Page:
JST 195 / Hist 195 / German 123

Genocide in Global Perspectives: Twentieth Century and Beyond

Instructor: Yaakov Kabalek
TIME: TuTh, 12:05PM – 1:20PM

The history and memory of the Holocaust, the Armenian, Cambodian and other forms of genocide are often taught separately in different disciplines. This course will examine them together through the various ways different societies dealt with, experienced and understood these. Using the extensive literature on the history of genocide this course suggests reflections on how these tragic events emerged and how they affected and were entangled by each other. What constitutes a genocide and what distinguishes it from other cases of mass killing of civilians? What was and is their impact on memories and global politics? What can be done to prevent genocides from happening?


Books of the Bible: Readings and Interpretation

Instructor: Tawny Holm
TIME: TuTh, 4:35PM - 5:50PM

This course examines Job and Jonah, two biblical books that explore profound questions about fate, God, free will, and the Leviathans that haunt the human condition. The book of Job concerns the undeserved misery of a pious man, whose suffering is, unbeknownst to him, the result of a wager between God and Satan. By contrast, Jonah is a prophet, who is nonetheless swallowed up by anguish, just as much as by the big fish of his tale. We will explore the literary and cultural aspects of both books within their historical context, as well as their reception and interpretation in Jewish, Christian, and Islamic traditions.

JST 426 / HIST 426


Instructor: Tobias Brinkmann
TIME: MoWeFr, 1:25PM - 2:15PM

This seminar will explore how the Holocaust has been studied and remembered. During the first half of the semester, we will focus on historical debates related to the Holocaust. The second half of the course will be devoted to issues of memory and memorialization. This is an upper level discussion course with rigorous reading and writing requirements. JST/HIST121 is highly recommended as a prerequisite.

Students registered for JST/HIST426 are also eligible to participate in JST197, an embedded travel course to Poland and Lithuania over spring break.

JST 427

Topics in American Jewish Literature

Instructor: Lisa Sternlieb
TIME: TuTh, 1:35PM - 2:50PM
JST 443 / HIST 443

Jewish Histories of the Middle East

Instructor: Lior Sternfeld
TIME: TuTh, 10:35AM - 11:50AM

Jews have been part of Middle Eastern societies for thousands of years. They flourished at times and endured hardships at others, but they have been part of every significant social and cultural transformation of the Middle East.  In this class, students will discuss the significant contribution of the Jewish community to the development of various Middle Eastern societies throughout the centuries.  Students will critically read and analyze primary sources and secondary literature. We will delve into national historiographies of places such as Morocco, Egypt, and Iran—to name a few—and seek to discover a nuanced narrative of Jewish histories of the region. We will also analyze popular culture products, such as documentaries, television, and literature. The course will follow a chronological and thematic order, and will examine Jewish history in conjunction with global and interregional processes in the Middle East and beyond, such as colonialism, imperialism, nationalism, relations with the West, the formation of the modern nation states of the Middle East, and the Israeli-Arab conflict.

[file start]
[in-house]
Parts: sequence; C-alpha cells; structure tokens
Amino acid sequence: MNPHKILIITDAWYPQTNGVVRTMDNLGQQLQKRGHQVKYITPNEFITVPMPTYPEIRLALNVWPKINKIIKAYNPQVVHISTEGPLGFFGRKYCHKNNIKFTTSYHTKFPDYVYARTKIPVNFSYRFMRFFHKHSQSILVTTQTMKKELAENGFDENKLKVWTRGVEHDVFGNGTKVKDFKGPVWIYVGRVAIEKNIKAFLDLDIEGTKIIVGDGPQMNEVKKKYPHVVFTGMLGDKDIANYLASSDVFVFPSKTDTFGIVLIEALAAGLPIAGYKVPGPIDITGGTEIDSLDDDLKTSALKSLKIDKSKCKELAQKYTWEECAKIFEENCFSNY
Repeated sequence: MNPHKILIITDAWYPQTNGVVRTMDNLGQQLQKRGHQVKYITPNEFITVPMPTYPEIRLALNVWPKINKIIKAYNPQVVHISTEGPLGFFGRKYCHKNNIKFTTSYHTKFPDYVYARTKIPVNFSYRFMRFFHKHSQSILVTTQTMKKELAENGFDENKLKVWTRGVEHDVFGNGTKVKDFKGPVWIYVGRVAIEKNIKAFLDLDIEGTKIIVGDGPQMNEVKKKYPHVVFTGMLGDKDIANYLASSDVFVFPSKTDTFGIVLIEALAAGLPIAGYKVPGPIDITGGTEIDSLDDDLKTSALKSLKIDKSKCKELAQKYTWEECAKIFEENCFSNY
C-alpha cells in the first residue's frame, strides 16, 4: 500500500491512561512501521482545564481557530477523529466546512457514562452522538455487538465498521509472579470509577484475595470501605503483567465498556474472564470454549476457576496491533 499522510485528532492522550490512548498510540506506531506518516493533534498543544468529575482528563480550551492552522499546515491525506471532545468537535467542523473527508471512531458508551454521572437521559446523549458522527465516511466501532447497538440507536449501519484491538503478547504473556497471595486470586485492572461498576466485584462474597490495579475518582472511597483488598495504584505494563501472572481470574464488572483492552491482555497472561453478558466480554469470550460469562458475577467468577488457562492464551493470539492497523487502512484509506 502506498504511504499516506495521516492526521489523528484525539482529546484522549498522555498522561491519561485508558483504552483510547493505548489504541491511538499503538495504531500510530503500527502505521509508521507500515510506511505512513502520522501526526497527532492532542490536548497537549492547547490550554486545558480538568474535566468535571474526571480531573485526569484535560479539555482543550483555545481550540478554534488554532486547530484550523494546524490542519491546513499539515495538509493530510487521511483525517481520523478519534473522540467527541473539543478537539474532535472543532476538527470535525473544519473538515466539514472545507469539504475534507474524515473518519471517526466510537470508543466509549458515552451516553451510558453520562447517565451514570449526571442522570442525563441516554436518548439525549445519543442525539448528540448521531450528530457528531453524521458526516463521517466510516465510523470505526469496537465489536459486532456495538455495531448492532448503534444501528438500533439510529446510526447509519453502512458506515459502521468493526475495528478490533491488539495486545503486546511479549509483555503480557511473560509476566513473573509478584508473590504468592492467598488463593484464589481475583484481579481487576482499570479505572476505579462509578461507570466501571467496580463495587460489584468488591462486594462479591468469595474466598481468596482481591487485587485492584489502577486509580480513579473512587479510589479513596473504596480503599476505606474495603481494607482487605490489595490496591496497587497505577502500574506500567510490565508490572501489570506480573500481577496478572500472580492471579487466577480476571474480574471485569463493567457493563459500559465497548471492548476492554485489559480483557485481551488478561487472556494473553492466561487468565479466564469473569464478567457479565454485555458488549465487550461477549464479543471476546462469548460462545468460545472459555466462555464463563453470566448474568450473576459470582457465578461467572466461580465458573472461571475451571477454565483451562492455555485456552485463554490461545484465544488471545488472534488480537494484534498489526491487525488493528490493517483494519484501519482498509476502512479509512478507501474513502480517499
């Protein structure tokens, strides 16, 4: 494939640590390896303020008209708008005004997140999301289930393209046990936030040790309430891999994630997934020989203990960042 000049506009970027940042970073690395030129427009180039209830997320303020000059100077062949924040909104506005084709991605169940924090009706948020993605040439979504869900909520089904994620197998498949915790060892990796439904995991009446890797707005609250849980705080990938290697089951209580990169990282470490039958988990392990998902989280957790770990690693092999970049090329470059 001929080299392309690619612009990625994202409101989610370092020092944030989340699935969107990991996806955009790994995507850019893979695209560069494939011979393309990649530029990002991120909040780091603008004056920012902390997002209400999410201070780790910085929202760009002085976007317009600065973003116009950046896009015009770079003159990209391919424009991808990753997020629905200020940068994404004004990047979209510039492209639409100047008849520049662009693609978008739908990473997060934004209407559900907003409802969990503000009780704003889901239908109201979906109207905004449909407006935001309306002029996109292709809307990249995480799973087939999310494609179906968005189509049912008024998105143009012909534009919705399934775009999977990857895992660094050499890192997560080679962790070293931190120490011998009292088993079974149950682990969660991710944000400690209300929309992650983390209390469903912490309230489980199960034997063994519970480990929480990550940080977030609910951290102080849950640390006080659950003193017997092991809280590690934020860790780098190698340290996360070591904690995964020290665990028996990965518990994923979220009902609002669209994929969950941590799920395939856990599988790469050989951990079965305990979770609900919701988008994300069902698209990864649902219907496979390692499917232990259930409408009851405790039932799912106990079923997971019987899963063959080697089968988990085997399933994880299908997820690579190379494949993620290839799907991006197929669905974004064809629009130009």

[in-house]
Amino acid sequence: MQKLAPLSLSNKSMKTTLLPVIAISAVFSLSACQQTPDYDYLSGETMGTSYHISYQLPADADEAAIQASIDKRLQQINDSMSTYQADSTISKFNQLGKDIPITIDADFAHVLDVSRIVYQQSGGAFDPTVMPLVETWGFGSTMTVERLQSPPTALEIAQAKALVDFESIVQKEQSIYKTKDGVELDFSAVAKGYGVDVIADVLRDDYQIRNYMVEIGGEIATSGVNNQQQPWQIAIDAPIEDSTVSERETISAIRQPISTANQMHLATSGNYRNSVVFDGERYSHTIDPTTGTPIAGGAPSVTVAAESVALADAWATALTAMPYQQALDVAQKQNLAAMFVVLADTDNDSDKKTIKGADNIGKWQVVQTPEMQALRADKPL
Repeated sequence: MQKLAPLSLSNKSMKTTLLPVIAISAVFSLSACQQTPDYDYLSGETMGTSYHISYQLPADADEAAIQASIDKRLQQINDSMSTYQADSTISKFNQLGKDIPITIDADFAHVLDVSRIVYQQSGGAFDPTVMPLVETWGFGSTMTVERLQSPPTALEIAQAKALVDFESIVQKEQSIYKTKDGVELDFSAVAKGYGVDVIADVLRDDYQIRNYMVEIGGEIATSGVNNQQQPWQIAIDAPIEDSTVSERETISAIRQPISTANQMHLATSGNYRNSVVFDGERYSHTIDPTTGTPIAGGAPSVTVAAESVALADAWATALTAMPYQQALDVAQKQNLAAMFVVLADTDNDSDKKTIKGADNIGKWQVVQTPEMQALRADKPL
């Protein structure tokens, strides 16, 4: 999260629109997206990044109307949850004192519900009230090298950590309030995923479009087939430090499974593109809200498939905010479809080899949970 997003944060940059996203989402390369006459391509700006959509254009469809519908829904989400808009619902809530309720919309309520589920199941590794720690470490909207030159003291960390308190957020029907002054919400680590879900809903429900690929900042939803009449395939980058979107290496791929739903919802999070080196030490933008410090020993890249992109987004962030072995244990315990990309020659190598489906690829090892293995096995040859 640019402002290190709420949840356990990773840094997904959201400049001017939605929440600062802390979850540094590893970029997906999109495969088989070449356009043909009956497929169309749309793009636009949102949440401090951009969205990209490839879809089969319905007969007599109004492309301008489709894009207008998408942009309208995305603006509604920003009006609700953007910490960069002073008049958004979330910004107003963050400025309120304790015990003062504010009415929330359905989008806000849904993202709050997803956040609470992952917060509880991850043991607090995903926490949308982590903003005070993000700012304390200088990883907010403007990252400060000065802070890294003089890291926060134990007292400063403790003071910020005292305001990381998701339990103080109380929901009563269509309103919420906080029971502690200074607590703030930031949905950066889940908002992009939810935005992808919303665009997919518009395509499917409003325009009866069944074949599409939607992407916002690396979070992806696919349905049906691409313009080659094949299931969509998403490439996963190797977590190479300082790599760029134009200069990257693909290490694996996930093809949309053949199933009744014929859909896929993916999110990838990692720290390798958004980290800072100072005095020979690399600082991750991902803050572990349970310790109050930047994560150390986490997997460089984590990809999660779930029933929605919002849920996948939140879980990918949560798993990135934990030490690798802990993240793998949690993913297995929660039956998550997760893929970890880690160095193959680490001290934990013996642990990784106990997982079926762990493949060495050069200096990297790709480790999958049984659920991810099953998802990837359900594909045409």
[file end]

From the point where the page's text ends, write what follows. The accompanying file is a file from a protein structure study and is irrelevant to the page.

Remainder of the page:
JST 450H

Genocide and Tyranny

Instructor: Zaryab Iqbal
TIME: TuTh, 10:35AM – 11:50AM

This course explores the concept of genocide from political, historical, and philosophical perspectives, focusing on the Holocaust as a critical case study. Explanations for the Holocaust are examined through an emphasis on epistemological issues — with discussions of specific topics such as the history of antisemitism, the typologies of genocide, and the uniqueness of the Holocaust.

JST 457 / SOC 457 / ANTH 457

Jewish Communities: Identity, Survival, and Transformation in Unexpected Places

Instructor: Eric Fleisch